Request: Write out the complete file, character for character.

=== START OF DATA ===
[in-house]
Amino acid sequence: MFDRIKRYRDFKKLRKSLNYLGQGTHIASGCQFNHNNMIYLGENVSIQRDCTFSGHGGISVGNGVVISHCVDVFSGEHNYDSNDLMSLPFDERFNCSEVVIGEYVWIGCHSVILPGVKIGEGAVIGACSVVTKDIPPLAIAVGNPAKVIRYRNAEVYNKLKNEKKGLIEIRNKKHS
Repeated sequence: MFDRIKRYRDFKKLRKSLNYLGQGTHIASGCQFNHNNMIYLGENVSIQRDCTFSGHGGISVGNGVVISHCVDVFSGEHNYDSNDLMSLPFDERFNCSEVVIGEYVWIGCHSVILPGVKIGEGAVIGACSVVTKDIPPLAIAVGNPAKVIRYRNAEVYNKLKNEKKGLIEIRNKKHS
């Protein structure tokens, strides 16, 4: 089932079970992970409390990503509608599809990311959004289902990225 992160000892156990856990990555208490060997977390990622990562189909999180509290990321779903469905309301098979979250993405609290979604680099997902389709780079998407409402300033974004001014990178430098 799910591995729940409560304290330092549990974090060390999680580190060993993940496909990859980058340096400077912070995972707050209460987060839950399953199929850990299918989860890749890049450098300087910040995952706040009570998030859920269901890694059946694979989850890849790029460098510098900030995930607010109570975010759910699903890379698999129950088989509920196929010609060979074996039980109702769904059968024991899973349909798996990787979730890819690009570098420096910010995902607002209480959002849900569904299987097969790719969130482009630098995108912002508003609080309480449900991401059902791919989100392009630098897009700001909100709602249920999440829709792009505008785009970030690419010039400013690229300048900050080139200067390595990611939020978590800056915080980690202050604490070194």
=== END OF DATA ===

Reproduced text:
[in-house]
Amino acid sequence: MFDRIKRYRDFKKLRKSLNYLGQGTHIASGCQFNHNNMIYLGENVSIQRDCTFSGHGGISVGNGVVISHCVDVFSGEHNYDSNDLMSLPFDERFNCSEVVIGEYVWIGCHSVILPGVKIGEGAVIGACSVVTKDIPPLAIAVGNPAKVIRYRNAEVYNKLKNEKKGLIEIRNKKHS
Repeated sequence: MFDRIKRYRDFKKLRKSLNYLGQGTHIASGCQFNHNNMIYLGENVSIQRDCTFSGHGGISVGNGVVISHCVDVFSGEHNYDSNDLMSLPFDERFNCSEVVIGEYVWIGCHSVILPGVKIGEGAVIGACSVVTKDIPPLAIAVGNPAKVIRYRNAEVYNKLKNEKKGLIEIRNKKHS
């Protein structure tokens, strides 16, 4: 089932079970992970409390990503509608599809990311959004289902990225 992160000892156990856990990555208490060997977390990622990562189909999180509290990321779903469905309301098979979250993405609290979604680099997902389709780079998407409402300033974004001014990178430098 799910591995729940409560304290330092549990974090060390999680580190060993993940496909990859980058340096400077912070995972707050209460987060839950399953199929850990299918989860890749890049450098300087910040995952706040009570998030859920269901890694059946694979989850890849790029460098510098900030995930607010109570975010759910699903890379698999129950088989509920196929010609060979074996039980109702769904059968024991899973349909798996990787979730890819690009570098420096910010995902607002209480959002849900569904299987097969790719969130482009630098995108912002508003609080309480449900991401059902791919989100392009630098897009700001909100709602249920999440829709792009505008785009970030690419010039400013690229300048900050080139200067390595990611939020978590800056915080980690202050604490070194």